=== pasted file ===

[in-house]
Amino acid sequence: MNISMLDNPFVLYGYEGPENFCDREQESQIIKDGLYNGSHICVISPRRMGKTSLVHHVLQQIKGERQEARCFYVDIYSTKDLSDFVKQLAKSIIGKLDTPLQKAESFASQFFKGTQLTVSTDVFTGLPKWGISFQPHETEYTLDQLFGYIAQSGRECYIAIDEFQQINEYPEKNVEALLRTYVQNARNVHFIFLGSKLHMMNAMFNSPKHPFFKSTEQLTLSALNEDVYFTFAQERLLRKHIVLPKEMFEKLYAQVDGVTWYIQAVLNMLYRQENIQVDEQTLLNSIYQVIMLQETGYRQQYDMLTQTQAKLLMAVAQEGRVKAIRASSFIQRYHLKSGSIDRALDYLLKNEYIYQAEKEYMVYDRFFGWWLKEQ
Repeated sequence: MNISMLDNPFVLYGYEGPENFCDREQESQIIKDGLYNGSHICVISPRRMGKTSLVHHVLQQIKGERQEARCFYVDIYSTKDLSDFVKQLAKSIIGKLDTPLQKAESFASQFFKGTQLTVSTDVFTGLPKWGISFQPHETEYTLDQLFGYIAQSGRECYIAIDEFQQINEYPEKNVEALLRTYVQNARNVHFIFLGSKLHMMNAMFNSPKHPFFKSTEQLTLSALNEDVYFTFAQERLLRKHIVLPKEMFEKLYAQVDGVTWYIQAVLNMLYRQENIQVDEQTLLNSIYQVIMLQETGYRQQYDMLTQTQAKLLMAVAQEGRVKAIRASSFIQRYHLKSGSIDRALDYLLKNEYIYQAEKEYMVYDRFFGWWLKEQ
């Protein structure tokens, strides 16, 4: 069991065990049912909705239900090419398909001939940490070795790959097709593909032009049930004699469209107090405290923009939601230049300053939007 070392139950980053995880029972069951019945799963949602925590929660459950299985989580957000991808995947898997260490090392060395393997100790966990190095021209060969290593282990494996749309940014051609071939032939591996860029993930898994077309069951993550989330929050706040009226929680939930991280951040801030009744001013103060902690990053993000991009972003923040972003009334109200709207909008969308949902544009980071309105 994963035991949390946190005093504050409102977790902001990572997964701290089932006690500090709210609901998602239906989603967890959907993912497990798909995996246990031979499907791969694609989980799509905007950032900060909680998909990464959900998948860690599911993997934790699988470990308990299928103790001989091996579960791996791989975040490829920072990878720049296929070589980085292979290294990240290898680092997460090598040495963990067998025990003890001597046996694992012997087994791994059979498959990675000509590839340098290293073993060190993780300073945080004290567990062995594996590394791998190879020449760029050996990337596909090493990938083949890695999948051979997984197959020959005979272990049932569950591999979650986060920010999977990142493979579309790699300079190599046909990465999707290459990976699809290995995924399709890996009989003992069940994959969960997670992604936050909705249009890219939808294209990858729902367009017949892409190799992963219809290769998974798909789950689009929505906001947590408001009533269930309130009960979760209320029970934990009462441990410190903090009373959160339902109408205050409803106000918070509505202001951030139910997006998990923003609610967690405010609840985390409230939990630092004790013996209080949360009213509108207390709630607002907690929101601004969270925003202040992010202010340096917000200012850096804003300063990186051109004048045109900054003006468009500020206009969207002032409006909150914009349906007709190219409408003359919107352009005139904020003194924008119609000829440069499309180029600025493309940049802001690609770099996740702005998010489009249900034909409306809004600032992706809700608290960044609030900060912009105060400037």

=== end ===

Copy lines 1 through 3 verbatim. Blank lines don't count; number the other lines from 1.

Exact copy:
[in-house]
Amino acid sequence: MNISMLDNPFVLYGYEGPENFCDREQESQIIKDGLYNGSHICVISPRRMGKTSLVHHVLQQIKGERQEARCFYVDIYSTKDLSDFVKQLAKSIIGKLDTPLQKAESFASQFFKGTQLTVSTDVFTGLPKWGISFQPHETEYTLDQLFGYIAQSGRECYIAIDEFQQINEYPEKNVEALLRTYVQNARNVHFIFLGSKLHMMNAMFNSPKHPFFKSTEQLTLSALNEDVYFTFAQERLLRKHIVLPKEMFEKLYAQVDGVTWYIQAVLNMLYRQENIQVDEQTLLNSIYQVIMLQETGYRQQYDMLTQTQAKLLMAVAQEGRVKAIRASSFIQRYHLKSGSIDRALDYLLKNEYIYQAEKEYMVYDRFFGWWLKEQ
Repeated sequence: MNISMLDNPFVLYGYEGPENFCDREQESQIIKDGLYNGSHICVISPRRMGKTSLVHHVLQQIKGERQEARCFYVDIYSTKDLSDFVKQLAKSIIGKLDTPLQKAESFASQFFKGTQLTVSTDVFTGLPKWGISFQPHETEYTLDQLFGYIAQSGRECYIAIDEFQQINEYPEKNVEALLRTYVQNARNVHFIFLGSKLHMMNAMFNSPKHPFFKSTEQLTLSALNEDVYFTFAQERLLRKHIVLPKEMFEKLYAQVDGVTWYIQAVLNMLYRQENIQVDEQTLLNSIYQVIMLQETGYRQQYDMLTQTQAKLLMAVAQEGRVKAIRASSFIQRYHLKSGSIDRALDYLLKNEYIYQAEKEYMVYDRFFGWWLKEQ